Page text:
In the last voting session of this term, in April, the European Parliament passed new rules to ensure drivers who breach local traffic rules in another EU member state are found and fined.

The cross-border enforcement (CBE) directive was first adopted in 2015 after it was found that non-resident drivers were more likely to commit speeding offences. The European Commission estimated that in 2008, foreign drivers accounted for about 5 percent of road traffic in the EU but committed around 15 percent of speeding offences.

The directive partially improved the situation, but according to the Commission 40 percent of traffic violations committed in other EU countries are still unpunished “because the offender is not identified or because the fine is not enforced”.

In March 2023, the Commission therefore proposed updating existing measures.

New rules extend the type of offences that will trigger assistance from another member state and seek to improve collaboration among national authorities to identify and fine offenders.

The European Parliament and Council agreed in March on the final text of the directive, which is now being formally approved by the two institutions.

André Sobczak, Secretary-General at Eurocities, a group representing European cities in Brussels, said: “While the final outcome of the discussions is not ideal, we are pleased that EU policymakers have at least put the issue of the enforcement of local traffic rules on foreign vehicles on the table. As we approach an election year, I believe such a practical example can demonstrate why a European approach is necessary to address local issues.”

Which traffic offences are covered?

The previous directive covered eight driving misconducts that would require member states to cooperate: speeding, not wearing seat belts, failing to stop at a red traffic light, drink-driving, driving under the effect of drugs, not wearing a helmet (motorcycles / scooters), using a forbidden lane and using a mobile phone or other communication devices while driving.

The Commission proposed to add to the list not keeping a safe distance from the vehicle in front, dangerous overtaking, dangerous parking, crossing one or more solid white lines, driving the wrong way down a one way street, not respecting the rules on “emergency corridors” (a clear lane intended for priority vehicles), and using an overloaded vehicle.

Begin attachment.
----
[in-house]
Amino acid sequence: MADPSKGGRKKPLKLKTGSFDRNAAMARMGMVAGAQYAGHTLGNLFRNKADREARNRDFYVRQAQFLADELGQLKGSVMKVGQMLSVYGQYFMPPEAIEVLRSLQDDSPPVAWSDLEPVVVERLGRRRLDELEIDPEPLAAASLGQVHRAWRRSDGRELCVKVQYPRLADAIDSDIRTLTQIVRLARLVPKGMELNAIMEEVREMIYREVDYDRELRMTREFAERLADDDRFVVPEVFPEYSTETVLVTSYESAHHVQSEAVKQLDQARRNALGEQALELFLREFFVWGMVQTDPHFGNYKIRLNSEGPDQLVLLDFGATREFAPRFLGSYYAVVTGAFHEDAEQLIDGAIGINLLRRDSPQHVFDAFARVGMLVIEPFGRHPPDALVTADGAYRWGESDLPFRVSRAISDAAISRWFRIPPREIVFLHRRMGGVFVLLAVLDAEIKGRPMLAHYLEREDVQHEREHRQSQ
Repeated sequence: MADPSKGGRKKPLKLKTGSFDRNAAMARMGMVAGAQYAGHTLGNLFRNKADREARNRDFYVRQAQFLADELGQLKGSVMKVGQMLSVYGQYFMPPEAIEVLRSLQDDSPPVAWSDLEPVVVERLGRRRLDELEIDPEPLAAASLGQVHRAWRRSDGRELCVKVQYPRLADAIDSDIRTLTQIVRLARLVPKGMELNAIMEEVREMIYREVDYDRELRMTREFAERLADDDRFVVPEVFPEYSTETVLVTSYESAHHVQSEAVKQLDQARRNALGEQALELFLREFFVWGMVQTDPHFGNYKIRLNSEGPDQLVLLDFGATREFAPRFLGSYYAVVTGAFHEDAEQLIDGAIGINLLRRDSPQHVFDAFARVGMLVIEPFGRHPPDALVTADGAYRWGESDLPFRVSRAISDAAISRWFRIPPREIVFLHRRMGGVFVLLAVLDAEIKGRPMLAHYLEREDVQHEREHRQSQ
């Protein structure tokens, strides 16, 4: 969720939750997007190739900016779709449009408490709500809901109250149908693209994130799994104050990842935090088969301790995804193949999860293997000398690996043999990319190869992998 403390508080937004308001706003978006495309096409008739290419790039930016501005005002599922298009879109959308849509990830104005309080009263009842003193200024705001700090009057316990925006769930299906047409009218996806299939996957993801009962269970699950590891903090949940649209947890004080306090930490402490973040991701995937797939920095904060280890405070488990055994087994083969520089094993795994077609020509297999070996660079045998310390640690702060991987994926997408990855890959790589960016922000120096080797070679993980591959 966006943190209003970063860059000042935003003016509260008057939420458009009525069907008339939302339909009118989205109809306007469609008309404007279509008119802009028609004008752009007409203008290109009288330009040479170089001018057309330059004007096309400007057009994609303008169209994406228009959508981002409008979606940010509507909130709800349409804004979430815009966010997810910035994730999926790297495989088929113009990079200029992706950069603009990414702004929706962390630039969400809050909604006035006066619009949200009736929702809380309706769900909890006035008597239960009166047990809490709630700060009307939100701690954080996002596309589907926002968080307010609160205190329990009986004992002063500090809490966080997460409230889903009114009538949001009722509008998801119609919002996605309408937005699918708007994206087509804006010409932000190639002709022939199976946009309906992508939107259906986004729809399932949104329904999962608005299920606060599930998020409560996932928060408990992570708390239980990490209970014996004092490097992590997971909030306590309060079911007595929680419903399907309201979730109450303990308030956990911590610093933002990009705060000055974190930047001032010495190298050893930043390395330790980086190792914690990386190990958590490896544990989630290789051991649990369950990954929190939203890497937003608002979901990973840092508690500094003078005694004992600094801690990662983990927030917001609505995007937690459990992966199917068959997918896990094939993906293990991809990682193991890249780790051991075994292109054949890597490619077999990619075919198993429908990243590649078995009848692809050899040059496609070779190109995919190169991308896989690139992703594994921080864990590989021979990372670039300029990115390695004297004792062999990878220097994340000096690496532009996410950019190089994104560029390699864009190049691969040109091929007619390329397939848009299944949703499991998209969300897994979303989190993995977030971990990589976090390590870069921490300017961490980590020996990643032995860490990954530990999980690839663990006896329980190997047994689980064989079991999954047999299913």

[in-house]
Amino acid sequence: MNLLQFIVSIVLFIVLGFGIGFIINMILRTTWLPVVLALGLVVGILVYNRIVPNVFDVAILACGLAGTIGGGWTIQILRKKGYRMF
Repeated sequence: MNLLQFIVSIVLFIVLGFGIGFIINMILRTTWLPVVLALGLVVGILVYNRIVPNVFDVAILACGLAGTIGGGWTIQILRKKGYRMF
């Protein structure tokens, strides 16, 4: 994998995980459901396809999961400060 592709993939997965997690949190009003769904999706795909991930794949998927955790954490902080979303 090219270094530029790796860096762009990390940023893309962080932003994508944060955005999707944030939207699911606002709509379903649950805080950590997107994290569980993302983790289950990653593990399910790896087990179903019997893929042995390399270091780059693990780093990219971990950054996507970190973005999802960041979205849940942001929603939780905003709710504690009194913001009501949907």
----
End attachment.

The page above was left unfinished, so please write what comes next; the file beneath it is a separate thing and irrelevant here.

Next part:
The Parliament and Council agreed to these and added more offences: not giving way to emergency service vehicles, not respecting access restrictions or rules at a rail crossings, as well as hit-and-run offences.

Despite calls from European cities, the new directive does not cover offences related to foreign drivers avoiding congestion charges or low emission zones. In such cases, information about vehicle registration can only be shared among countries with bilateral agreements.

Karen Vancluysen, Secretary General at POLIS, a network of cities and regions working on urban transport, called on the next European Commission to take other local traffic offences, such as breaches of low emission zones, “fully at heart”.

Collaboration among national authorities

For the traffic violations covered by the directive, EU countries have to help each other to find the liable driver. The new directive further clarifies how.

Member states will have to use the European vehicle and driving licence information system (Eucaris) to get the data of the offender.

National authorities will have 11 months from the date of the violation to issue the fine to a vehicle from another EU member state. However, they will not have to resort to agencies or private entities to collect the fine. This was requested by the European Parliament to avoid scams or leaks of personal data.

Authorities in the country of the offender will have to reply to requests from another EU member state within two months.

When the amount of the fine is more than €70, and all options to have it paid have been exhausted, the member state where the violation occurred can ask the country of the offender to take over the collection.

The person concerned will be able to request follow-up documents in a different official EU language.

When will the new rules will be enforced?

Now that the EU Parliament has passed the law, the EU Council has to do the same, although there is no date set for when that will happen. Once the directive is adopted, EU countries will have 30 months to prepare for implementation.

Last year the Commission also proposed a new directive on driving licenses, but negotiations on the final text of this file will only take place after the European elections.

This article has been produced in collaboration with Europe Street news.